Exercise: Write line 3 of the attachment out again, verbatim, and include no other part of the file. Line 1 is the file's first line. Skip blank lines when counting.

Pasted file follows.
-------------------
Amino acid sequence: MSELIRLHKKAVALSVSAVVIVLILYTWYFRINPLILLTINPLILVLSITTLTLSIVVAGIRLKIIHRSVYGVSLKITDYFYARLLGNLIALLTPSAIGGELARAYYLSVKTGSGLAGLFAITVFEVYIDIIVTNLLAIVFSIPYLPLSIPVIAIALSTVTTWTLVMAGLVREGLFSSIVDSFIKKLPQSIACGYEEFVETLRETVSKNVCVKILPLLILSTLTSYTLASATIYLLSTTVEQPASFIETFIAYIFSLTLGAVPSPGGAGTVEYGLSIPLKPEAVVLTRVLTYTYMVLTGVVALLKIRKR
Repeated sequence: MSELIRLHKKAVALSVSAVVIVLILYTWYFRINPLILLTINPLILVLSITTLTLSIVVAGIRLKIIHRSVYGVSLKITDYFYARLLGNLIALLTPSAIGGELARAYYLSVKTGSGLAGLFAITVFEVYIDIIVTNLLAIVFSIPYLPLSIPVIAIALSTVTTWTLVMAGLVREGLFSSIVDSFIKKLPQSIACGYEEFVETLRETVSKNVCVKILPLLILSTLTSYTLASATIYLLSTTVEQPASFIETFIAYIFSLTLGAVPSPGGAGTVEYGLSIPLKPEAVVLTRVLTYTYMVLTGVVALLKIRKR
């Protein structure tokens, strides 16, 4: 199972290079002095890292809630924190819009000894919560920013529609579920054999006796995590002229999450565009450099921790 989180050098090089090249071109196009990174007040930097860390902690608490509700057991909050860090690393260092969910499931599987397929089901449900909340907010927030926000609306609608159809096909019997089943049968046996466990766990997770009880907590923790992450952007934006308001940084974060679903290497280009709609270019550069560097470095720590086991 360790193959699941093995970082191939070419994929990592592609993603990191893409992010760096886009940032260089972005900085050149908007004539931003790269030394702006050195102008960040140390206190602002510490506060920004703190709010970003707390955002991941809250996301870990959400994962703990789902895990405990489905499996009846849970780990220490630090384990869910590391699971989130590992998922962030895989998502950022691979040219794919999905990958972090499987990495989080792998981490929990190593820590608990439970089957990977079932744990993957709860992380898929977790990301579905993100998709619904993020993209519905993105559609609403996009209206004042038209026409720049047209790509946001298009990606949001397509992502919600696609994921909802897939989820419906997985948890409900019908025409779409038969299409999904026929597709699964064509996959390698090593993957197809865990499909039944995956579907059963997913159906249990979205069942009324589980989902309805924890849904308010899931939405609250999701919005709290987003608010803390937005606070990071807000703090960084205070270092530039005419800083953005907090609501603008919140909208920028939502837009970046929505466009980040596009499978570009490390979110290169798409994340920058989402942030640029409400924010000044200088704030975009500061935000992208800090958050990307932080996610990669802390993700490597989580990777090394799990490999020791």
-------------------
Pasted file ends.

């Protein structure tokens, strides 16, 4: 199972290079002095890292809630924190819009000894919560920013529609579920054999006796995590002229999450565009450099921790 989180050098090089090249071109196009990174007040930097860390902690608490509700057991909050860090690393260092969910499931599987397929089901449900909340907010927030926000609306609608159809096909019997089943049968046996466990766990997770009880907590923790992450952007934006308001940084974060679903290497280009709609270019550069560097470095720590086991 360790193959699941093995970082191939070419994929990592592609993603990191893409992010760096886009940032260089972005900085050149908007004539931003790269030394702006050195102008960040140390206190602002510490506060920004703190709010970003707390955002991941809250996301870990959400994962703990789902895990405990489905499996009846849970780990220490630090384990869910590391699971989130590992998922962030895989998502950022691979040219794919999905990958972090499987990495989080792998981490929990190593820590608990439970089957990977079932744990993957709860992380898929977790990301579905993100998709619904993020993209519905993105559609609403996009209206004042038209026409720049047209790509946001298009990606949001397509992502919600696609994921909802897939989820419906997985948890409900019908025409779409038969299409999904026929597709699964064509996959390698090593993957197809865990499909039944995956579907059963997913159906249990979205069942009324589980989902309805924890849904308010899931939405609250999701919005709290987003608010803390937005606070990071807000703090960084205070270092530039005419800083953005907090609501603008919140909208920028939502837009970046929505466009980040596009499978570009490390979110290169798409994340920058989402942030640029409400924010000044200088704030975009500061935000992208800090958050990307932080996610990669802390993700490597989580990777090394799990490999020791």